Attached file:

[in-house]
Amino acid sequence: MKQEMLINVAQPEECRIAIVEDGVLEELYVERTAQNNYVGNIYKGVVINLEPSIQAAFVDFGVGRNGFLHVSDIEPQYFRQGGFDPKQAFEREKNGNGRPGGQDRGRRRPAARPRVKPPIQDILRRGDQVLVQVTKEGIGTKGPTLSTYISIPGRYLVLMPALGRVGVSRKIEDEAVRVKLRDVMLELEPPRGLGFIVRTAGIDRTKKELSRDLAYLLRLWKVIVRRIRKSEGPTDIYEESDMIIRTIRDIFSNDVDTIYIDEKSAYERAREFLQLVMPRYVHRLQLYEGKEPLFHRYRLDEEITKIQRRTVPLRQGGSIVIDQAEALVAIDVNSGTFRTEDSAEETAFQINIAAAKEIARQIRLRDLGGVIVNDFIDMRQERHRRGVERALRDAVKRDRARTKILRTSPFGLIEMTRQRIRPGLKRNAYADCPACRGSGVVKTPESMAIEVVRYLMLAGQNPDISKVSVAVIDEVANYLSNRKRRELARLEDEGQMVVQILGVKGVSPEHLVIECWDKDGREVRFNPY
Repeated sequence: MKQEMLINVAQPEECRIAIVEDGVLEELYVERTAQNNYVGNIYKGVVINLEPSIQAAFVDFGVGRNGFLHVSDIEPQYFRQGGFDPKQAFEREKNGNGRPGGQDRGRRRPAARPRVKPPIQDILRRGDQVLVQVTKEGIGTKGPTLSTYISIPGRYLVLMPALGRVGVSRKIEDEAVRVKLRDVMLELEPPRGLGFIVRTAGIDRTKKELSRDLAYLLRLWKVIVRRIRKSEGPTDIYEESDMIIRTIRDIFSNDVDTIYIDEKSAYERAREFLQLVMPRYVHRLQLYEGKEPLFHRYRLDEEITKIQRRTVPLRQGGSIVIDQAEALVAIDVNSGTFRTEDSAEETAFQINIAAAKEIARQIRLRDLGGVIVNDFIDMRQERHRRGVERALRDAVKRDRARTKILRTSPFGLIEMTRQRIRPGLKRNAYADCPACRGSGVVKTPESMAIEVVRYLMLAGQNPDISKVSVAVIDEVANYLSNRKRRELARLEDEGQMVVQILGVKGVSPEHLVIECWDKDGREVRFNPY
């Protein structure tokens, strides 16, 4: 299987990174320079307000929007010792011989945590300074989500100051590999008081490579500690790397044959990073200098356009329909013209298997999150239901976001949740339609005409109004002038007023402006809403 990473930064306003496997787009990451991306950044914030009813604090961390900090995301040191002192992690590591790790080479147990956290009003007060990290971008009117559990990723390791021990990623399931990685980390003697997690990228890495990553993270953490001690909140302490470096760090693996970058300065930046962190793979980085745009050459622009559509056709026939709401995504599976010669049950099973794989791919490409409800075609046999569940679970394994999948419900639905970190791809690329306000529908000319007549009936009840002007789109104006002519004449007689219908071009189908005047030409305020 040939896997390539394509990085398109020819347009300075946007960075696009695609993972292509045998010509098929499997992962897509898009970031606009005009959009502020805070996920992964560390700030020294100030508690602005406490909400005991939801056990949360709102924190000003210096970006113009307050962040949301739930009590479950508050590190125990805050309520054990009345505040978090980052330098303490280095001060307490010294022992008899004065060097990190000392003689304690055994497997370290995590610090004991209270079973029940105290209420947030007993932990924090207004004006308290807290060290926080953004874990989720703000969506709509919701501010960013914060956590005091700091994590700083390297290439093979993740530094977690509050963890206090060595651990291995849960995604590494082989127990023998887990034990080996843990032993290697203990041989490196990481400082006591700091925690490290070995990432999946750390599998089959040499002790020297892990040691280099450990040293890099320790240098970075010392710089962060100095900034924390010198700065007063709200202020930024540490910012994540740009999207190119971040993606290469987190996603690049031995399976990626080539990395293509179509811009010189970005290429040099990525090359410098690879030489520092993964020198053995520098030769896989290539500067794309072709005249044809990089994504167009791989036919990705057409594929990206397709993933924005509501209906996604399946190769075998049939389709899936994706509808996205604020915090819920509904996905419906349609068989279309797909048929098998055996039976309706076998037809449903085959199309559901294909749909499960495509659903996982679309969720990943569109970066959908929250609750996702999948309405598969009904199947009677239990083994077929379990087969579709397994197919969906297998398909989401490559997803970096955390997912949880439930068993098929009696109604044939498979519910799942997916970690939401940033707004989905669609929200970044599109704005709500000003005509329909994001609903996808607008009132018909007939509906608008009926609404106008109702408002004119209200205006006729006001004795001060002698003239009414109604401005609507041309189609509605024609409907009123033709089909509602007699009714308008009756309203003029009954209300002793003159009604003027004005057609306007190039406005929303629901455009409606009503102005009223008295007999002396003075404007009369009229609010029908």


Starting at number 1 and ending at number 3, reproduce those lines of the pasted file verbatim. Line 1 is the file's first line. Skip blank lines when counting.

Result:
[in-house]
Amino acid sequence: MKQEMLINVAQPEECRIAIVEDGVLEELYVERTAQNNYVGNIYKGVVINLEPSIQAAFVDFGVGRNGFLHVSDIEPQYFRQGGFDPKQAFEREKNGNGRPGGQDRGRRRPAARPRVKPPIQDILRRGDQVLVQVTKEGIGTKGPTLSTYISIPGRYLVLMPALGRVGVSRKIEDEAVRVKLRDVMLELEPPRGLGFIVRTAGIDRTKKELSRDLAYLLRLWKVIVRRIRKSEGPTDIYEESDMIIRTIRDIFSNDVDTIYIDEKSAYERAREFLQLVMPRYVHRLQLYEGKEPLFHRYRLDEEITKIQRRTVPLRQGGSIVIDQAEALVAIDVNSGTFRTEDSAEETAFQINIAAAKEIARQIRLRDLGGVIVNDFIDMRQERHRRGVERALRDAVKRDRARTKILRTSPFGLIEMTRQRIRPGLKRNAYADCPACRGSGVVKTPESMAIEVVRYLMLAGQNPDISKVSVAVIDEVANYLSNRKRRELARLEDEGQMVVQILGVKGVSPEHLVIECWDKDGREVRFNPY
Repeated sequence: MKQEMLINVAQPEECRIAIVEDGVLEELYVERTAQNNYVGNIYKGVVINLEPSIQAAFVDFGVGRNGFLHVSDIEPQYFRQGGFDPKQAFEREKNGNGRPGGQDRGRRRPAARPRVKPPIQDILRRGDQVLVQVTKEGIGTKGPTLSTYISIPGRYLVLMPALGRVGVSRKIEDEAVRVKLRDVMLELEPPRGLGFIVRTAGIDRTKKELSRDLAYLLRLWKVIVRRIRKSEGPTDIYEESDMIIRTIRDIFSNDVDTIYIDEKSAYERAREFLQLVMPRYVHRLQLYEGKEPLFHRYRLDEEITKIQRRTVPLRQGGSIVIDQAEALVAIDVNSGTFRTEDSAEETAFQINIAAAKEIARQIRLRDLGGVIVNDFIDMRQERHRRGVERALRDAVKRDRARTKILRTSPFGLIEMTRQRIRPGLKRNAYADCPACRGSGVVKTPESMAIEVVRYLMLAGQNPDISKVSVAVIDEVANYLSNRKRRELARLEDEGQMVVQILGVKGVSPEHLVIECWDKDGREVRFNPY